We didn’t get the chance to put the Allroad through its paces away from tarmac, although a dedicated ‘offroad’ setting (part of the standard Audi Drive Select feature) will prove useful to those who like to head off the beaten track.
How does it look?
With rugged looks being all the rage with new car buyers, the A4 Allroad offers plenty of appeal to SUV-savvy consumers.
The increase in ride height of 35mm over the regular A4 Avant will appeal more, but it can’t quite offer the security of the high driving position you find in a proper SUV, such as the Audi Q5.
Elsewhere the Allroad gains its own new radiator grille and grey 18-inch alloy wheels, which are both unique to this model. It also gets underbody protection, extended side sills and extended wheel arches, which make a nice change from the cheap-looking plastic cladding on most SUVs.
Further aluminum and gloss black detailing also makes the Allroad stand out well next to the standard A4 Avant.
What’s it like inside?
The interior of the A4 Allroad is as Audi as it gets – safe, premium and classy.
The quality is typically superb, with upmarket materials gracing the majority of the cabin – most noticeably with the full leather interior.
Big advances have also been made when it comes to technology – particularly with the aforementioned 10.1-inch touchscreen. This is a standard feature on all A4s, and it’s not only easy to use but also helps the cabin feel fresh and modern. Paired with the 12.3-inch digital Virtual Cockpit system, the A4 Allroad’s cabin feels a class above its rivals’ interiors.
And given the Allroad is based on the already-practical A4 Avant, neither rear seat nor boot space will be a disappointment.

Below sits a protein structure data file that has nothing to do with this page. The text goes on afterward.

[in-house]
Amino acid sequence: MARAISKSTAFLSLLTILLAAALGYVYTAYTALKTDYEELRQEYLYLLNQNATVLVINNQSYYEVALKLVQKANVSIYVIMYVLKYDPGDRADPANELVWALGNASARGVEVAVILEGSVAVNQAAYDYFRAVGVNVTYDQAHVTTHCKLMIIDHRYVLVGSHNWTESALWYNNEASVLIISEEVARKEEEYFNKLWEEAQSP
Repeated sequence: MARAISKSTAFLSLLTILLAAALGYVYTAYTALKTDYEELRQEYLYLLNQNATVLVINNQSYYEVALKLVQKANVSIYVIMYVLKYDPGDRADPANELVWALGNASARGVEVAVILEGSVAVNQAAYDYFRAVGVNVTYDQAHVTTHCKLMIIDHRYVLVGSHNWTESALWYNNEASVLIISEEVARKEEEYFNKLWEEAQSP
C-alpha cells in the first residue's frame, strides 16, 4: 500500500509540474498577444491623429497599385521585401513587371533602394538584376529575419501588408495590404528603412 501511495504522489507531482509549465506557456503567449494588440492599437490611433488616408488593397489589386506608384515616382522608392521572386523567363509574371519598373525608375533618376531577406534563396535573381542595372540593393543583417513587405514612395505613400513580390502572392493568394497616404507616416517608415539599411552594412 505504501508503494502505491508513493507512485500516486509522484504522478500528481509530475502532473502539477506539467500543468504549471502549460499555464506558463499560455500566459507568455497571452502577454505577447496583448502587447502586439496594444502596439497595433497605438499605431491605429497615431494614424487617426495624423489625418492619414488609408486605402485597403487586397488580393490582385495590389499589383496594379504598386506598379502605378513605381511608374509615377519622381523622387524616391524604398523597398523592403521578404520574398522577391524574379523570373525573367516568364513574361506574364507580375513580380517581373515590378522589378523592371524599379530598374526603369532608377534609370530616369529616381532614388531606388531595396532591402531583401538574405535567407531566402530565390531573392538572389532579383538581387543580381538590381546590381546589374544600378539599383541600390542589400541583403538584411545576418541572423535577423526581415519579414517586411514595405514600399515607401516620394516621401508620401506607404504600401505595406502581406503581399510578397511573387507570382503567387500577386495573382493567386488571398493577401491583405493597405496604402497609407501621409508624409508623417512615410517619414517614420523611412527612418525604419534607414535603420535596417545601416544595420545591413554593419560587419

What’s the spec like?
Two trim levels are offered on the Allroad – Sport and Vorsprung.
The ‘entry-level’ Sport comes with just about all the kit most will ever need – including leather upholstery, heated seats, LED headlights and three-zone climate control, to name but a few features. The cheapest Allroad currently costs from £45,500, but with a pair of diesel engines on the way, it may become more affordable. It’s still quite a jump in price over the standard A4, though.
The Vorsprung is a lot more expensive – £10,000 more so, in fact. This adds Matrix LED headlights, a panoramic sunroof, a head-up display, ambient interior lighting and electric front seats. If you crave having as many goodies as possible, the Vorsprung is worth considering, but at £55,500, it’s simply too expensive to recommend.
The A4 Allroad feels like the right car at the right time – given the popularity of SUVs and the trend towards off-road inspired versions of standard cars. Its looks and raised ride height will undoubtedly appeal to those in the market for a rugged-looking estate.
However, you have to ask yourself how often that extra dose of off-road ability will actually be used. If it’s regularly, the Allroad should be your choice. But if not, sticking with the regular A4 Avant will be a better option for most. Given most Avant variants come with quattro all-wheel-drive anyway, greater engine and trim choice and a more affordable price, that car seems more appealing.